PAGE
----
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Hack the Matrix $1.95
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Hack the Matrix
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Hack the Matrix
Publisher: LPJ Design
by Shane O. [Featured Reviewer]
Date Added: 01/30/2007 00:00:00

Hack the Matrix is a supplement on hacking computers in Modern d20, by LPJ Design. The zipped file isn?t quite a full megabyte in size, and contains a single PDF. The file is eighteen pages long, including a page for the OGL, and a cover image taking up most of the first page. No table of contents or bookmarks are given.

The cover image is a dotted image of grey on white, with a heavy dash of red thrown in. A section of this is repeated along alternating sides of pages as borders throughout the book. Other than this, there?s no art in the product, meaning that this shouldn?t be too hard to print out.

Hack the Matrix is a supplement designed to expand on the rules for computer hacking in Modern d20 games. It opens with a discussion on levels of security that various systems have, which affects not only how hard it is to break into them, but also how well the systems can detect such intrusions. Things such as breaking through firewalls, having multiple firewalls, tracing a hacker?s signal back to the source and more are all discussed.

The remainder of the book is then given to various options you can use to customize your computer and its functions, as well as several feats that can make you a better hacker. By customizing the terminal, OS, and program you use, hacking another computer can be very easy or very hard, even if you?re already a skilled hacker, though the new feats at the end of the book help in that regard also. There?s even a section near the end discussing using beta and shareware versions of existing programs (though they?re never as good as the real thing).

While a good product, Hack the Matrix has a few bugs in it. Several programs are a half-action to use. Presumably this is half of a full-round action, but how does that compare to a move or standard action? Despite this though, Hack the Matrix does a good job of providing new options for customization and use in hacking computers in a Modern d20 game. <br><br> <b>LIKED</b>: This product provides quite a few new ways to hack a computer, giving options to customize the physical computer, its operating system, and its programs, as well as new feats for hackers.<br><br><b>DISLIKED</b>: Several programs used a half-action, which should probably be a move or standard action instead.<br><br><b>QUALITY</b>: Acceptable<br><br><b>VALUE</b>: Satisfied<br>



Rating:
[4 of 5 Stars!]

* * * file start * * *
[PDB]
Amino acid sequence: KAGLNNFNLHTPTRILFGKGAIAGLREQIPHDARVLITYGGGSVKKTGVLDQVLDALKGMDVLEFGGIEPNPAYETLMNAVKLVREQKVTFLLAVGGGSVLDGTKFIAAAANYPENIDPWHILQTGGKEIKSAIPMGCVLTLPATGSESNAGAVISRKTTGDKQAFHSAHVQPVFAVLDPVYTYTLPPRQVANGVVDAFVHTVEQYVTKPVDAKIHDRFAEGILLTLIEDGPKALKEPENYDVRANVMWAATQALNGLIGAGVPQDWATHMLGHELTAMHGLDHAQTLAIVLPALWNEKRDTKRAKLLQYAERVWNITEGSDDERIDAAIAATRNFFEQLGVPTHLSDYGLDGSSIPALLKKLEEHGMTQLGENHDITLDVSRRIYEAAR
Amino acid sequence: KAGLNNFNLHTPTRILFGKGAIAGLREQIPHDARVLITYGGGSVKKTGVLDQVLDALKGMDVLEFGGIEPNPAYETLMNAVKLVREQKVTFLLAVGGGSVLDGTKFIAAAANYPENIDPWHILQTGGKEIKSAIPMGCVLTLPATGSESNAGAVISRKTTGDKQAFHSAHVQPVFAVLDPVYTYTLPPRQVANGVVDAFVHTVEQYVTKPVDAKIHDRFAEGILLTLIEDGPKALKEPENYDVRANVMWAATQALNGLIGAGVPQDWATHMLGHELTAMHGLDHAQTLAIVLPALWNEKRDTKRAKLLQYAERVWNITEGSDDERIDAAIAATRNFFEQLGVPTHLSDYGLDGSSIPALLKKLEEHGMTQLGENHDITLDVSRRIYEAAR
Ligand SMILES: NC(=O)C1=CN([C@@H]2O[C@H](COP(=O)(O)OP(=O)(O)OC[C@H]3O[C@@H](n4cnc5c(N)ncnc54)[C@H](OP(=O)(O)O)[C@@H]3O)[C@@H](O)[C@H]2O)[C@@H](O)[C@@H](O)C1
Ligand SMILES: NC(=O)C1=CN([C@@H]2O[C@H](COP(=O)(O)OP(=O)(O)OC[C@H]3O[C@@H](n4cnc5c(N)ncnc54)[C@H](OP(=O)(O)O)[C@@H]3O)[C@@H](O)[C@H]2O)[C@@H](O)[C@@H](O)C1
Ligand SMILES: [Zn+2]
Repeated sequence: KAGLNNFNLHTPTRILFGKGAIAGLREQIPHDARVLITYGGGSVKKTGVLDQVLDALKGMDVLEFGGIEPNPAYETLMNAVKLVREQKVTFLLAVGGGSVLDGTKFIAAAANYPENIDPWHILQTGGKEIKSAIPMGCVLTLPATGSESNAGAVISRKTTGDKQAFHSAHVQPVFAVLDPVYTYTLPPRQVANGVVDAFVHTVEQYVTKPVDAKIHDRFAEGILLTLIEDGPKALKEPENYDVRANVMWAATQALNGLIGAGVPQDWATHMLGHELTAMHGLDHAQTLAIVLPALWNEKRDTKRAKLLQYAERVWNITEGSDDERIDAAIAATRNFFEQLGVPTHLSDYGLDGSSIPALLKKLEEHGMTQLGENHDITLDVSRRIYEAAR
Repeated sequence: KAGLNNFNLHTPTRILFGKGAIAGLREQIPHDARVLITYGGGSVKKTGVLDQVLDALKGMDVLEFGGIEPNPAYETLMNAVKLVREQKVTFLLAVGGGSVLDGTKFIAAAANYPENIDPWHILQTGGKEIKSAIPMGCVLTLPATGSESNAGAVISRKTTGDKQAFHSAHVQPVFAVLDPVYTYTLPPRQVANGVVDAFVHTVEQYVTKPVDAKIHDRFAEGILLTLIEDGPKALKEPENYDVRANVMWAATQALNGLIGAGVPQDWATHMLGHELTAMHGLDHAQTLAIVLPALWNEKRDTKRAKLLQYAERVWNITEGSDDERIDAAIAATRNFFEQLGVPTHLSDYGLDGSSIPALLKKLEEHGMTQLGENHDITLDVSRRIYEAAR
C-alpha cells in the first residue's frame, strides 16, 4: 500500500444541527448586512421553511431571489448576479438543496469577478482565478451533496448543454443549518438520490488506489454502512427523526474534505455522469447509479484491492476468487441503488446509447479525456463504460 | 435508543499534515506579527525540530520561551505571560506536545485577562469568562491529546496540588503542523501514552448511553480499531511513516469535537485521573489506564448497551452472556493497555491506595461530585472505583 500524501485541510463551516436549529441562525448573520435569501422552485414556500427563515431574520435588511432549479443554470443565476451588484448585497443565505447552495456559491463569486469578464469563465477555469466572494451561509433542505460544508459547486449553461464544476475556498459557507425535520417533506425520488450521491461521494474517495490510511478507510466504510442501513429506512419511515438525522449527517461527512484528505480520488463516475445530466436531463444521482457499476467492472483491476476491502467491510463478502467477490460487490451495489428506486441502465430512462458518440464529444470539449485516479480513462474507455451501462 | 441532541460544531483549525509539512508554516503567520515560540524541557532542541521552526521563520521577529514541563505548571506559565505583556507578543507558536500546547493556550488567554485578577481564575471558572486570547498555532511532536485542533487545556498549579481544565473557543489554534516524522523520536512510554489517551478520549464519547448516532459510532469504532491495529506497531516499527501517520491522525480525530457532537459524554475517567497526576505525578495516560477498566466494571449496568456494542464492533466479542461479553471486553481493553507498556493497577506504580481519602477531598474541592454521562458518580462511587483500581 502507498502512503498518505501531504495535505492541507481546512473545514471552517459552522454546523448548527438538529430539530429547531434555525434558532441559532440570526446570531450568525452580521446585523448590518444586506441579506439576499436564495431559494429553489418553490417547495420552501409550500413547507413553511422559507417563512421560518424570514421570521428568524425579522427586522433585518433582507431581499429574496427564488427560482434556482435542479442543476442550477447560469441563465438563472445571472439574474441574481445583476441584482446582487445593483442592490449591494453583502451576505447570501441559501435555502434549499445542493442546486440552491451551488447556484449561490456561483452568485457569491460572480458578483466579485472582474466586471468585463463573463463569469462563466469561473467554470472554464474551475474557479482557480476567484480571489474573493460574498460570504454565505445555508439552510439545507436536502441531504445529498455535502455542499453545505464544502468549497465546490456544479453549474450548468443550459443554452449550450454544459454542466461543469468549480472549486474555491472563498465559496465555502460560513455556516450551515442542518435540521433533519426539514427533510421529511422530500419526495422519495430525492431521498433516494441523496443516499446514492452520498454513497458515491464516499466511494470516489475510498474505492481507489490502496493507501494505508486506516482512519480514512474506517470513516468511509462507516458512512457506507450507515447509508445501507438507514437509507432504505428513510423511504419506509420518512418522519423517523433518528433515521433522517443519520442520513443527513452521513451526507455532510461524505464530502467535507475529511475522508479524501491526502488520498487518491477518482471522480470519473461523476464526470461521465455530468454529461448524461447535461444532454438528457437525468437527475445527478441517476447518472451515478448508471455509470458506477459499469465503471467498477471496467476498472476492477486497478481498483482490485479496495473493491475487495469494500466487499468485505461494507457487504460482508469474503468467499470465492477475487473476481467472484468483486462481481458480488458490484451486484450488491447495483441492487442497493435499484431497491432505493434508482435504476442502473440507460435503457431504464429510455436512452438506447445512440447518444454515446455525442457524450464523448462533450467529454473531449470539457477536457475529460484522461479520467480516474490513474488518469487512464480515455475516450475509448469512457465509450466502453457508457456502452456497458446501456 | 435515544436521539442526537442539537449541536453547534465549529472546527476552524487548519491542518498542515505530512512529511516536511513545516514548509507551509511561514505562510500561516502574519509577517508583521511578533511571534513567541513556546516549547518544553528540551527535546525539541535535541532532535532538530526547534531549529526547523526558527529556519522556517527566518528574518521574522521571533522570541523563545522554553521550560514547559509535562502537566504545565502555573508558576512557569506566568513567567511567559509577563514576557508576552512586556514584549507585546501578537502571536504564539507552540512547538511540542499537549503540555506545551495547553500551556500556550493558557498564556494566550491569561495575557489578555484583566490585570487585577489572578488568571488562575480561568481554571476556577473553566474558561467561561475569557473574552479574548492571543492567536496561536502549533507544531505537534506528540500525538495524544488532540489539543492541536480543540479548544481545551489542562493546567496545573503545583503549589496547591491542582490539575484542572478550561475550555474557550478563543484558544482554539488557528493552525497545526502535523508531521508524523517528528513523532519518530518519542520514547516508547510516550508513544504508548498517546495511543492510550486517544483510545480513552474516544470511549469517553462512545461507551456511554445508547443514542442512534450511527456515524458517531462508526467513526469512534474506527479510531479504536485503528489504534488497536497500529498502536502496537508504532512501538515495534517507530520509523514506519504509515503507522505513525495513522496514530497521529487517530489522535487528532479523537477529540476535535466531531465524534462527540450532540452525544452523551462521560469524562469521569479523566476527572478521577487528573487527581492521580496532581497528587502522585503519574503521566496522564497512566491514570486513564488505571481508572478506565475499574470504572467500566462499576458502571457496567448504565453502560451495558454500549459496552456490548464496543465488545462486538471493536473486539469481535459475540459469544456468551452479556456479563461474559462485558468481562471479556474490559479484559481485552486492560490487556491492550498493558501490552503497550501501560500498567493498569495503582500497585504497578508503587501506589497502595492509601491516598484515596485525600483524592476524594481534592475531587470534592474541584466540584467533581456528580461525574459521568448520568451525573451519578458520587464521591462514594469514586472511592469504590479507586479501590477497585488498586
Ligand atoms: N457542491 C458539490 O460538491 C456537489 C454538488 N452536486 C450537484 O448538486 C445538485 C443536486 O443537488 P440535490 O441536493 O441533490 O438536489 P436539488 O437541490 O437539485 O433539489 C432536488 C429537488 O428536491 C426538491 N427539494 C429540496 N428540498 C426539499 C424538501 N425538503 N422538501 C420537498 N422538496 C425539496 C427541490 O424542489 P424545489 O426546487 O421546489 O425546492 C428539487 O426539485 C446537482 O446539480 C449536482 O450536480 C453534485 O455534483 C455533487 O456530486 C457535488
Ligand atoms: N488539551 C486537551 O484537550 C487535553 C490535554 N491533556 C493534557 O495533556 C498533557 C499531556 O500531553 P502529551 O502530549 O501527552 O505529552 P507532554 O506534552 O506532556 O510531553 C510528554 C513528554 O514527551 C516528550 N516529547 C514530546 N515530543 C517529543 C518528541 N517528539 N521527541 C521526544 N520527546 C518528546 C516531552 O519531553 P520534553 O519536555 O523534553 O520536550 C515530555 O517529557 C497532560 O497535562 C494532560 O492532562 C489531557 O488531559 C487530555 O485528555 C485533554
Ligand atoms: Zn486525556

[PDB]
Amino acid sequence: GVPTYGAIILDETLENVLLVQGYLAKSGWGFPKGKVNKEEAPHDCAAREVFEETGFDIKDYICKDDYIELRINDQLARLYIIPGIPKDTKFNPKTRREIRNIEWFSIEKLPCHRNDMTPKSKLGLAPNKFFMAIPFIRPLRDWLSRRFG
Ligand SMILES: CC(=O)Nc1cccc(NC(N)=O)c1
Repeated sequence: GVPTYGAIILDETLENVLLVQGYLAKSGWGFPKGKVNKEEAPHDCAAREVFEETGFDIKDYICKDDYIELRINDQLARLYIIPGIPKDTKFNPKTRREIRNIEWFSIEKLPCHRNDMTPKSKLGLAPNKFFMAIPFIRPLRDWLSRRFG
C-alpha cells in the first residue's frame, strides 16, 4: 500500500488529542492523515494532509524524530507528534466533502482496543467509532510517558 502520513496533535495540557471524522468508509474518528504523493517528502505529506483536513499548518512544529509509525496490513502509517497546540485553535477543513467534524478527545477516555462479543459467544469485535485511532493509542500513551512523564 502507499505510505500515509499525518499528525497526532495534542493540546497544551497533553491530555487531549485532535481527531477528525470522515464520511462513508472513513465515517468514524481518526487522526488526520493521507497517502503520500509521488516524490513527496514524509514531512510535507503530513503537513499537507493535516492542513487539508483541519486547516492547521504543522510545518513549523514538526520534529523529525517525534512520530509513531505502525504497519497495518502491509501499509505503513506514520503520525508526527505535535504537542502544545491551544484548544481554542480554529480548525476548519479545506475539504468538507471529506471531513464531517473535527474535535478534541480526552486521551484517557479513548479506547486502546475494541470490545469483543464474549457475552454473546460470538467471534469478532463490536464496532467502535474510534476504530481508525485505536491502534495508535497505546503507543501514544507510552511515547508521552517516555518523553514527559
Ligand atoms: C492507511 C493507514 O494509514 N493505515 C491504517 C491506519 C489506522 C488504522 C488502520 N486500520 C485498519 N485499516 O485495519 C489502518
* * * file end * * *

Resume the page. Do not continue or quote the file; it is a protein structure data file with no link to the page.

Hack the Matrix
Publisher: LPJ Design
by Andrew B. [Featured Reviewer]
Date Added: 01/27/2007 00:00:00

This is a short primer on all things hacking. If computers are a big part of your d20 Modern campaign, you may have found the information in the core rules somewhat lacking. This book attempts to go beyond the Computer Use skill and make hacking a bigger and more detailed part of the game.

In the core rules, the Computer Use skill is already fairly thorough. Hack the Matrix builds on this existing framework, adding even more detail and giving the GM the ability to differentiate between more or less protected computer networks. Each system is given specific stats that cover the number of access points, the amount of space available for additional programs and firewalls, and the DC of accessing data and remaining undetected.

Hackers have their systems too, called terminals. A terminal has its own stats, which make some faster and more successful at gaining access to systems. Both terminals and systems can be enhanced by additional components. Things like removable hard drives and triad processors make computers better and more versitale tools for hacking or repelling hackers. These components all have appropriate purchase DCs and, in some cases, restrictions on their aquisition.

Once a character successfully hacks into a system, there are a number of actions that he or she can take. Each of these actions is described, along with relevant DCs and the amount of time needed to perform them. To counter this, each system is given a list of protective programs that can attack and inflict damage on the character's connection, or icon. Hacking then, is both a battle against time and against the protective countermeasures of the target system.

Finally, there are a number of feats that improve a hacker's or system administrator's abilities. Feats such as Computer Programming are likely useful additions to any d20 Modern campaign, while other feats are keyed directly to the new rules presented in this book.<br><br> <b>LIKED</b>: The new rules expand nicely on the base presented in the d20 Modern ruleset. This book makes hacking less abstract and puts more emphasis on the tools and components of the characters in question. It adds random amounts of time to actions that are normally glossed over. The end result is more involved than the standard rules, yet not so bogged down as to become the whole focus of the game.<br><br><b>DISLIKED</b>: Hack the Matrix is difficult to absorb. There are a number of typos and wording errors that just make the text seem clunky. In addition, the layout and design makes the rules somewhat hard to follow. It took me a few complete readthroughs to really grasp the system. The end result is pretty good, but the book could stand a bit of a rewrite to make things more clear and concise.<br><br><b>QUALITY</b>: Acceptable<br><br><b>VALUE</b>: Satisfied<br>



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